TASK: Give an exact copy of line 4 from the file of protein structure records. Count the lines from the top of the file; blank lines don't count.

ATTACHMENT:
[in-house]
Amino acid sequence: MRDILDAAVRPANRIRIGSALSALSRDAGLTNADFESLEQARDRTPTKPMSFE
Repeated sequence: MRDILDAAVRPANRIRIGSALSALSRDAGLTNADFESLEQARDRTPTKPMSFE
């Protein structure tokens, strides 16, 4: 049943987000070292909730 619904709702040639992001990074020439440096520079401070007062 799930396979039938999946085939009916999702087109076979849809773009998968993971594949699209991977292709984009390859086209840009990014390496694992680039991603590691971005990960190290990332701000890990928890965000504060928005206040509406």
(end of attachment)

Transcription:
């Protein structure tokens, strides 16, 4: 049943987000070292909730 619904709702040639992001990074020439440096520079401070007062 799930396979039938999946085939009916999702087109076979849809773009998968993971594949699209991977292709984009390859086209840009990014390496694992680039991603590691971005990960190290990332701000890990928890965000504060928005206040509406």